Creating content is the single, most powerful tool in the marketer's toolbox. Invest in content one time, and if done well, you will reap the rewards of that content for years to come. But I've noticed a lot of companies wrestling with what kind of content to create. Most of them make a big mistake in the type of content they craft.
After having this conversation multiple times, I thought I would write an article on it. The choice in question is: thought leadership vs. educational content. Now, there is some overlap on this - thought leadership content can be educational. However, as a general rule there is a pretty wide gap between the two.
Thought Leadership vs. Educational Content
Depending on where your company is in it's content marketing journey will depend on which type of content will be more effective for you. Let's dive into the pros and cons of thought-leadership and educational content, and see which businesses can benefit from which kind of content.
When we take on a new client, the first obstacle we have to overcome most of the time is that of little organic website traffic. In some cases, this is close to zero organic traffic.
Organic traffic is free traffic - that which comes from search engines results pages (SERPS) and is the backbone of a sustainable inbound marketing strategy. Our focus in the beginning stages of inbound is to build this free, organic traffic so that our lead nurturing campaign and our sales funnel will be full of new prospects.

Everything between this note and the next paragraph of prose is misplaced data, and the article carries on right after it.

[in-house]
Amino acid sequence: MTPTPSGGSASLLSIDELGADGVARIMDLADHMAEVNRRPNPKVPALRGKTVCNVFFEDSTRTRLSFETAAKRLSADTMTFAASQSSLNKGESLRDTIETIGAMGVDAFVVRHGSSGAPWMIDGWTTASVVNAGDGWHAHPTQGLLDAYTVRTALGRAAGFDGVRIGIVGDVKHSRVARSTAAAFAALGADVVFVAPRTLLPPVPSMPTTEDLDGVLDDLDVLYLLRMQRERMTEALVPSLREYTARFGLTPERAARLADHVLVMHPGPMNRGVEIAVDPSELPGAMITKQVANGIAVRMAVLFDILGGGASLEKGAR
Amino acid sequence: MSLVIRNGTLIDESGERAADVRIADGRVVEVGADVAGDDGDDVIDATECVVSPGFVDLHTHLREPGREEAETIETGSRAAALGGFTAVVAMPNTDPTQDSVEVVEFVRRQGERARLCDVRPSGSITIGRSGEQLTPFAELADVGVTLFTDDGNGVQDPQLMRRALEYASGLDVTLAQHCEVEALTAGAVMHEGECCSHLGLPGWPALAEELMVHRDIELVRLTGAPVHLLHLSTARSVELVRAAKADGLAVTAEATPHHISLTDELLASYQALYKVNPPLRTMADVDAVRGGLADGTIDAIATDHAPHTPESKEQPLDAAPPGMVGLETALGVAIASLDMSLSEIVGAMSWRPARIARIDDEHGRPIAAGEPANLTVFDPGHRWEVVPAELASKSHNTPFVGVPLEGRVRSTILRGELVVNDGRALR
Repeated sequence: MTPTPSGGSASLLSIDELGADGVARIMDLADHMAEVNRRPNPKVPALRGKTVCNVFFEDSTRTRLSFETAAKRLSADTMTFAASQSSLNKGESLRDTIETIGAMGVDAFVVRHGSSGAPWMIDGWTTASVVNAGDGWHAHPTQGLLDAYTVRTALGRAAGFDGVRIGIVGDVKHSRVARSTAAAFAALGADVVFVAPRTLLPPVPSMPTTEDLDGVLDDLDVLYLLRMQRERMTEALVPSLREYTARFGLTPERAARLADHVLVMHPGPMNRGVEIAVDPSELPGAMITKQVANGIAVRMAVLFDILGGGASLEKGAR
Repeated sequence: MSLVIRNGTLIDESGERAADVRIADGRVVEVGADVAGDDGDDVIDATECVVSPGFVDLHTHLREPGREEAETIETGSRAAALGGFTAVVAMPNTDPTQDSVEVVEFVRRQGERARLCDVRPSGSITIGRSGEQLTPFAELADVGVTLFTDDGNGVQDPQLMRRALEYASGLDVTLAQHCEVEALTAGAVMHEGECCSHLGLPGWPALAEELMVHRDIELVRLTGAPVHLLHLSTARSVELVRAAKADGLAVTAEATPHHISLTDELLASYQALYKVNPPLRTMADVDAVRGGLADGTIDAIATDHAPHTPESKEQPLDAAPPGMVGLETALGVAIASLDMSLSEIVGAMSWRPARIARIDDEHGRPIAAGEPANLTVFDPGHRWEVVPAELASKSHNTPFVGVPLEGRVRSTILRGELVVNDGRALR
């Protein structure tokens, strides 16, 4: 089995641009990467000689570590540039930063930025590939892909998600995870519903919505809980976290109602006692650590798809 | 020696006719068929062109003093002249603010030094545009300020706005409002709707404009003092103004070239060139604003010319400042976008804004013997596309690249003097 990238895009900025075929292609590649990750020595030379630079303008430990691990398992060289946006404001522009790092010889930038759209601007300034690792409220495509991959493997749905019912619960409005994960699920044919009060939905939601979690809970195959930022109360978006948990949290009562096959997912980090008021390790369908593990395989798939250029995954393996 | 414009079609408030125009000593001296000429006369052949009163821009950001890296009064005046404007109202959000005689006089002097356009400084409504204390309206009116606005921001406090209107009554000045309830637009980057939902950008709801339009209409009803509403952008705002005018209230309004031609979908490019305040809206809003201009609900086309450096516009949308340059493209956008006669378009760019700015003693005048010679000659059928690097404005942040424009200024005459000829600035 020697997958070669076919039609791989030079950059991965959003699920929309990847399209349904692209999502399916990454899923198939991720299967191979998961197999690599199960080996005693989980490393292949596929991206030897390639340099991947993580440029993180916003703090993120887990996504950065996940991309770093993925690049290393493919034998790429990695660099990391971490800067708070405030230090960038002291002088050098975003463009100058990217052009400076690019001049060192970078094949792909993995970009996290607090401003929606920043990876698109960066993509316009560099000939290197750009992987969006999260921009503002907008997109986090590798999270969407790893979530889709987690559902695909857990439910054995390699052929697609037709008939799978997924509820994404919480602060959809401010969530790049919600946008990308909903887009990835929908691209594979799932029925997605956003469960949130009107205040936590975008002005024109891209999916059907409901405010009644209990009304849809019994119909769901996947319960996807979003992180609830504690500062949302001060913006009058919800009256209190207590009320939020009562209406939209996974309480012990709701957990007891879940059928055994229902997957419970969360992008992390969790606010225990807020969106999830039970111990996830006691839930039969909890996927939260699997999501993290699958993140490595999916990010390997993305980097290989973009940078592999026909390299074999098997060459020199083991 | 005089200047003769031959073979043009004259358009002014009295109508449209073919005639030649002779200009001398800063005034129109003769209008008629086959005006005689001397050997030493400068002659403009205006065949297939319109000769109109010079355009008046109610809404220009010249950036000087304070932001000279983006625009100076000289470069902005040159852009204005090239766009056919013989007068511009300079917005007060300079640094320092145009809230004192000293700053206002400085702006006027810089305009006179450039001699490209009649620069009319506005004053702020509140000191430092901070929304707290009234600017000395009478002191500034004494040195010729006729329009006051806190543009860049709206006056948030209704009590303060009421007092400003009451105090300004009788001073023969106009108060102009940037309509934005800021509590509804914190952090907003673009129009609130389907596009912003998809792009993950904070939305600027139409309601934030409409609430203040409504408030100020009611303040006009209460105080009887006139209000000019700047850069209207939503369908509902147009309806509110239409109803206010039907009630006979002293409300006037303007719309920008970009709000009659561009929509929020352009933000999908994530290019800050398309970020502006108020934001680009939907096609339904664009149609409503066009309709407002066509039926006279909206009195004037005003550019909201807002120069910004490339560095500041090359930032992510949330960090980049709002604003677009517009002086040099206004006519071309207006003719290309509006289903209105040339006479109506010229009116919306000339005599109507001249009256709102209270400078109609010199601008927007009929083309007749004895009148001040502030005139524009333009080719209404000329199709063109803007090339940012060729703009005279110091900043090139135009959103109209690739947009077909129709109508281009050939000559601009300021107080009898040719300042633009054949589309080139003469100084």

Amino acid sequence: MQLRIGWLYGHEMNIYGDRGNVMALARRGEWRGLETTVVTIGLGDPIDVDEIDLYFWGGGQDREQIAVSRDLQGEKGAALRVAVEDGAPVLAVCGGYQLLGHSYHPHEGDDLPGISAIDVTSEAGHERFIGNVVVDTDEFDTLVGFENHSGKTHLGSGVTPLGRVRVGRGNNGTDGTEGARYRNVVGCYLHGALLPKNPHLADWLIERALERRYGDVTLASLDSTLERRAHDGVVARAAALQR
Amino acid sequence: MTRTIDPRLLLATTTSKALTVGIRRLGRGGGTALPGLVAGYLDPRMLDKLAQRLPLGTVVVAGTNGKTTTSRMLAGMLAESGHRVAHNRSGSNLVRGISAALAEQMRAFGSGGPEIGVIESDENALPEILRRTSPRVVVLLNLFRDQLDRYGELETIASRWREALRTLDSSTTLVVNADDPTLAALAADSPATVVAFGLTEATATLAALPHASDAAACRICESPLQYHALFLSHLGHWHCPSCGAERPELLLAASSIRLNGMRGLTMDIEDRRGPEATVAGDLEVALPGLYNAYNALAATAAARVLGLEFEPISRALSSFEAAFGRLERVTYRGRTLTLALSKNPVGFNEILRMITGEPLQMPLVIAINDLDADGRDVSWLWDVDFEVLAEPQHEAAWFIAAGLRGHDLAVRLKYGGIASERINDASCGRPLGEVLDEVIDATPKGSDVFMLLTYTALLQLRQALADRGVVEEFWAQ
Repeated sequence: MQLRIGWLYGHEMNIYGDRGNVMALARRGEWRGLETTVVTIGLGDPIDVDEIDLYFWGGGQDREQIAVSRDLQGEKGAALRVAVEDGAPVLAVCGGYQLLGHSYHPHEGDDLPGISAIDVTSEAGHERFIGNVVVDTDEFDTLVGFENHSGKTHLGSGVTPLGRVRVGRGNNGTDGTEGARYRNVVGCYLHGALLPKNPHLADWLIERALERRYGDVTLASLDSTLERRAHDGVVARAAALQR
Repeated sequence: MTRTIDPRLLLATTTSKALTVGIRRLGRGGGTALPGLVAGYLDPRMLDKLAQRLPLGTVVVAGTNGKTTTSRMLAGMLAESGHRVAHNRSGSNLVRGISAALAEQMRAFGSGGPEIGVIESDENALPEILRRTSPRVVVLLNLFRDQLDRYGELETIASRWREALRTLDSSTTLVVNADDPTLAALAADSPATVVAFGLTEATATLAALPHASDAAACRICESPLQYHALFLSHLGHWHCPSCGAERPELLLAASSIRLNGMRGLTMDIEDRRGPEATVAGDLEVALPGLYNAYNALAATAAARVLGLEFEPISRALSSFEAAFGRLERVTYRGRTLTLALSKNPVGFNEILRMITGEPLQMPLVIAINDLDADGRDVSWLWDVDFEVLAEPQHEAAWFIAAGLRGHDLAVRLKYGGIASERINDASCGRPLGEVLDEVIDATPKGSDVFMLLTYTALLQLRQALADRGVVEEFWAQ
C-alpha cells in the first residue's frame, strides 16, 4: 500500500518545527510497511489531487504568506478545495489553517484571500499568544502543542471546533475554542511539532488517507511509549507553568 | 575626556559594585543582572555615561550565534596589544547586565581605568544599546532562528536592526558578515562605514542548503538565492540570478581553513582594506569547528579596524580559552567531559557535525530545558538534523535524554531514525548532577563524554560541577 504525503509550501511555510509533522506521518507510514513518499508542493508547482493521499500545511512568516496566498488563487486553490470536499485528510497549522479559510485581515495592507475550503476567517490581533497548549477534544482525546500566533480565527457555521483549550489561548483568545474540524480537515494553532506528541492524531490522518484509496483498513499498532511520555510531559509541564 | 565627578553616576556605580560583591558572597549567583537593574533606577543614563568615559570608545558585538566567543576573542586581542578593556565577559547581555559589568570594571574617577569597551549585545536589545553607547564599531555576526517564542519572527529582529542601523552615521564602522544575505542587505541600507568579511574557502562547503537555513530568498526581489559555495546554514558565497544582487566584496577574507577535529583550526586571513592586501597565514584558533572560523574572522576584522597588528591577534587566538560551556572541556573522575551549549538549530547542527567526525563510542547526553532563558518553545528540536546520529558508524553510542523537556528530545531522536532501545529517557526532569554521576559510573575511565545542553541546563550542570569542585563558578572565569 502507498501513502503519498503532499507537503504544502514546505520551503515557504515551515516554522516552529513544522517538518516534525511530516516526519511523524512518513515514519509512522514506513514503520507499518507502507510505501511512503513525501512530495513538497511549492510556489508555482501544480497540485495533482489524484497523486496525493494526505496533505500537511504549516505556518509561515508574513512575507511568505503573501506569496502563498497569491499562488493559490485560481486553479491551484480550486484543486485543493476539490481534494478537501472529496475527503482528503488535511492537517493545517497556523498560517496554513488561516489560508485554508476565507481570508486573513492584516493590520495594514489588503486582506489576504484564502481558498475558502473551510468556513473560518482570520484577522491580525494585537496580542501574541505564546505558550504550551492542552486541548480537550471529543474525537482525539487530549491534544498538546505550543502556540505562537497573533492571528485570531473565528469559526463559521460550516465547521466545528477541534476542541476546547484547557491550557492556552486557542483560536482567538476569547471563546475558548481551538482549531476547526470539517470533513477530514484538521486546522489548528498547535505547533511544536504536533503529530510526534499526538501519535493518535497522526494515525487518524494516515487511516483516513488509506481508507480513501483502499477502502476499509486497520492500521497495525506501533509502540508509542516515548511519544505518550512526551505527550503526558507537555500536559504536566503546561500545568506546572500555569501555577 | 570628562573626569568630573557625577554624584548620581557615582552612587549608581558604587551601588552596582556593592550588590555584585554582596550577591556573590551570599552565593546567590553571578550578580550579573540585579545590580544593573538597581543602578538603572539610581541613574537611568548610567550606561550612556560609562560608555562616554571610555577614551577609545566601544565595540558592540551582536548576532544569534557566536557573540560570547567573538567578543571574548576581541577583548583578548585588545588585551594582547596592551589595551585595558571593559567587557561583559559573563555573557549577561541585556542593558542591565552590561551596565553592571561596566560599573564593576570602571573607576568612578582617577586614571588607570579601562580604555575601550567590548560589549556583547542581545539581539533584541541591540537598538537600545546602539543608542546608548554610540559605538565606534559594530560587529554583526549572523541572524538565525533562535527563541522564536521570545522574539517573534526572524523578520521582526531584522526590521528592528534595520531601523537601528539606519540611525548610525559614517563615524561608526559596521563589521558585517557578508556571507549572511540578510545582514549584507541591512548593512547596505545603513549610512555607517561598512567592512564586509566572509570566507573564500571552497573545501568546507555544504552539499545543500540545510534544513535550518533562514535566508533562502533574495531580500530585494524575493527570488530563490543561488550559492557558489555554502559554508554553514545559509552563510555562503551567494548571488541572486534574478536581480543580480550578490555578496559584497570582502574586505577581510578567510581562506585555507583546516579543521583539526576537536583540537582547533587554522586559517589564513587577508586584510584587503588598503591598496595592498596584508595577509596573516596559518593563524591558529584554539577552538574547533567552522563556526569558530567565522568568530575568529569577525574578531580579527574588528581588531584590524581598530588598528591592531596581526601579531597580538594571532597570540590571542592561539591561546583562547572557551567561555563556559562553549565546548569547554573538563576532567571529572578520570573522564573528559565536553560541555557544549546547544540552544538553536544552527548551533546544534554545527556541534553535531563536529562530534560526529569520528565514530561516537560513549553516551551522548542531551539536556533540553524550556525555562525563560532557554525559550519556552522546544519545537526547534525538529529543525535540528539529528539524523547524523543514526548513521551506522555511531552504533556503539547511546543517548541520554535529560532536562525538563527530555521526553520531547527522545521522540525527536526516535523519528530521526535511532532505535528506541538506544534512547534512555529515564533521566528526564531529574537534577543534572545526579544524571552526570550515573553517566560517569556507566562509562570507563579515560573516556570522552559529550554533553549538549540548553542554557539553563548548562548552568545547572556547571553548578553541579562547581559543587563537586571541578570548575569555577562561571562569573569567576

When organic traffic is flowing at a steady pace, you don't have to pay for traffic, and you can invest the money you would otherwise spend on PPC into other, more profitable areas.
But it all starts with organic traffic. And this is where we find educational content flourishing.
Answering the questions of your potential customers is the best way to build sustainable, organic traffic. We've written extensively about how consumer behavior has changed, and all buying decisions start on Google. Those Google searches are usually in the form of questions.
These questions can be on price, quality, problems, how-tos, and many other types of questions. If your content addresses these questions, you will start getting traffic from search results. This is the kind of traffic you want, as these are very targeted viewers.
As you write more and more educational content, and you answer more questions, the growth of organic traffic can skyrocket. We've written about the results of company's organic traffic here: Does Inbound Marketing Really Work?
In that story, I shared a graph where organic traffic had risen to about 4,000-5,000 a month. But this is how the graph for that same company looks now, about six months later:
As you can see, organic traffic has not leveled off yet. It's still growing significantly month over month. This isn't counting the traffic they are getting direct, or from social media shares, or from e-mail marketing, and every other channel. This naturally results from people searching for answers on Google - in other words, 10,000 brand new potential customers every month.